Richard Haass, head of the Council on Foreign Relations, is under active consideration for the key No.2 job in the US State Department under President Trump.
A former peace envoy to Northern Ireland under George W, Bush, he is widely respected and seen as the most effective peace envoy other than George Mitchell. Haass succeeded Mitchell as the United States Special Envoy for Northern Ireland to help the peace process, for which he received the State Department's Distinguished Service Award.
He was succeeded by Mitchell Reiss as special envoy at the end of 2003, but in late 2013, Haass returned to Northern Ireland to chair the important inter-party talks aimed at addressing a range of unresolved issues from the peace process such as parades, flags and "the past".
If he were chosen as deputy at the State Department it would be viewed as a very positive development in Ireland.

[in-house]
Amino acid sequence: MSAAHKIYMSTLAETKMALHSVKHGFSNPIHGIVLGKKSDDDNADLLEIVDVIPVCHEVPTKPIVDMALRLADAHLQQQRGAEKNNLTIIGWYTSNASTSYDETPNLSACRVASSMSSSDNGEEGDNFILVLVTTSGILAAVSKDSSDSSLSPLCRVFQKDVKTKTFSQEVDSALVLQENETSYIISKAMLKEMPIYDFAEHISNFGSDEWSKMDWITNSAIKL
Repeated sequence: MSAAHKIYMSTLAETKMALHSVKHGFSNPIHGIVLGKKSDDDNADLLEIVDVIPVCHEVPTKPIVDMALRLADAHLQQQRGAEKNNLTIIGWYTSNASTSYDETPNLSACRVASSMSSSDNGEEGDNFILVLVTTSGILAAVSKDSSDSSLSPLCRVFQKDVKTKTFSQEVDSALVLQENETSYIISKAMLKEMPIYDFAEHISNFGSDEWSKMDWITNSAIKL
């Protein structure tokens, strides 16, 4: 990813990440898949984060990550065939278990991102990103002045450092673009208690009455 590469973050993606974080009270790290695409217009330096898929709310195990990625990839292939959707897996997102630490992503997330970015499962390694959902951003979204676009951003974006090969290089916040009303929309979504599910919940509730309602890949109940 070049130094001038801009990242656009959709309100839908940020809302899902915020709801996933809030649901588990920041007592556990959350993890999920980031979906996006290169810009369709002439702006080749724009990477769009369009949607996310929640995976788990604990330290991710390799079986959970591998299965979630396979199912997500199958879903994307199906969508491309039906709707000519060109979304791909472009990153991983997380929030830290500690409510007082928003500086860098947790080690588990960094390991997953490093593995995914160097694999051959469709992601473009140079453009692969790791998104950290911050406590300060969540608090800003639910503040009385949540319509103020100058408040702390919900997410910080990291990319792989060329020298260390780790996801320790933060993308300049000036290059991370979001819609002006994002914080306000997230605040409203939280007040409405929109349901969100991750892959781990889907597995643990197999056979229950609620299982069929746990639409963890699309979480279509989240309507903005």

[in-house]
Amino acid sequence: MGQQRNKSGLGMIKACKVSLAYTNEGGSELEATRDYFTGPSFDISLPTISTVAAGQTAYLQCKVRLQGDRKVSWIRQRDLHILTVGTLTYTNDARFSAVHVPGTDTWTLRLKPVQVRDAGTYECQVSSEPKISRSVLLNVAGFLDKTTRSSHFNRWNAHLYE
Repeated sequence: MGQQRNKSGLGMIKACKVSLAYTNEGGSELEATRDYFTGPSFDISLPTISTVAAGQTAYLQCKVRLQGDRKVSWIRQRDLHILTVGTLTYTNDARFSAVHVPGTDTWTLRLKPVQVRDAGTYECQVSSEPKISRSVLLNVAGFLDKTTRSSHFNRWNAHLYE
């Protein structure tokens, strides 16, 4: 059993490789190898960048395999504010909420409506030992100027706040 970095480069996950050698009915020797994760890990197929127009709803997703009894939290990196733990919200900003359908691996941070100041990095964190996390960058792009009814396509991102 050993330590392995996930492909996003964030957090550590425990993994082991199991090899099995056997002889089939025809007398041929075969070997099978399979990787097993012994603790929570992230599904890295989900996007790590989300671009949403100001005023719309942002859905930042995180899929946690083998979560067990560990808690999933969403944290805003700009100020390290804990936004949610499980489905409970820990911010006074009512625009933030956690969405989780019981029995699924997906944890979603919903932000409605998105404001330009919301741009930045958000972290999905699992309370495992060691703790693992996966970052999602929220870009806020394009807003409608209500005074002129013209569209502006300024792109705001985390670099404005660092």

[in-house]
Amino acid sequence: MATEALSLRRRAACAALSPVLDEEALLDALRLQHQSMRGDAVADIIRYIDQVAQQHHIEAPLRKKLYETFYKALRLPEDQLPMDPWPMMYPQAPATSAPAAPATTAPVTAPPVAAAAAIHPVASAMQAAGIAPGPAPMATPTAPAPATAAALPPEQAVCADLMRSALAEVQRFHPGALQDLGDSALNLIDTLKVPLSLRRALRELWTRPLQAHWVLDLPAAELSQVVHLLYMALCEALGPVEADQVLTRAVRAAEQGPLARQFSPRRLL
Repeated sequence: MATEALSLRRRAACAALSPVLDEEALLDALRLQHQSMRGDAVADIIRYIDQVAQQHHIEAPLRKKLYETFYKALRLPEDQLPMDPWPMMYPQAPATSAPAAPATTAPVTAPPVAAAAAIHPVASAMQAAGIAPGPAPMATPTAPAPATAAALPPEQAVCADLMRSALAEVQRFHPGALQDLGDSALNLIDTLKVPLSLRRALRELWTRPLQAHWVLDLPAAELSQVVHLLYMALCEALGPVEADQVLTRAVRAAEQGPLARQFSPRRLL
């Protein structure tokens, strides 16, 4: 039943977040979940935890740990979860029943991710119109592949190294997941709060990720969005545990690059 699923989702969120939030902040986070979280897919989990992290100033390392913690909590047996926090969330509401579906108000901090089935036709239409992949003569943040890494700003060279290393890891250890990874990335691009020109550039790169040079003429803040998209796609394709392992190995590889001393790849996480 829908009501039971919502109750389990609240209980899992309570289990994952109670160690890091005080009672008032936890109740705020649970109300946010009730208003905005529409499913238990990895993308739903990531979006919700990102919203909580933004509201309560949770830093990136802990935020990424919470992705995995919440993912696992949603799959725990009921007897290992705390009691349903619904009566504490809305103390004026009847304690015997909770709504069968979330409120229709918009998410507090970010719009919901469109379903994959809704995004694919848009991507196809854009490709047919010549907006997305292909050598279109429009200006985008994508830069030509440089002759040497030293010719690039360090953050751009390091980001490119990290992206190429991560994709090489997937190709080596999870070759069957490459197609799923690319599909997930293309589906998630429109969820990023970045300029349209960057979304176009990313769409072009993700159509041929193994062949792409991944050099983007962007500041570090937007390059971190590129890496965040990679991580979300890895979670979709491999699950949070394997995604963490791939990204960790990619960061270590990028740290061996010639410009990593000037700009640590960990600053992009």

As Trump entered his candidacy in 2015, Haass helped to brief Trump on foreign affairs. He was most recently seen meeting with the President-elect at Trump Tower last week. As Politico notes, it was the day before Trump met Exxon Mobile CEO Rex Tillerson, whom he went on to nominate for Secretary of State.
Of Haass, Trump one told MSNBC’s Morning Joe program “I like him a lot. I have a few people that I really like and respect.”
Haass has been critical of Trump’s criticisms and dismissal of NATO, saying in an interview with the New York Observer (a newspaper owned by Trump’s son-in-law Jared Kushner) “Even if he doesn’t win, it sent a message that what people thought was unthinkable was now thinkable. My hunch is he raised these things because if he were to win it would give him leverage in getting allies to ante up more. Trump is very focused on calculating what he sees as the direct costs: “We spend this much on defense what have you.” But he’s not calculating the benefits.”
Other names being considered for the State Department deputy position include former United Nations ambassador John Bolton and Elliott Abrams, Deputy National Security Advisor for Global Democracy Strategy under George W. Bush.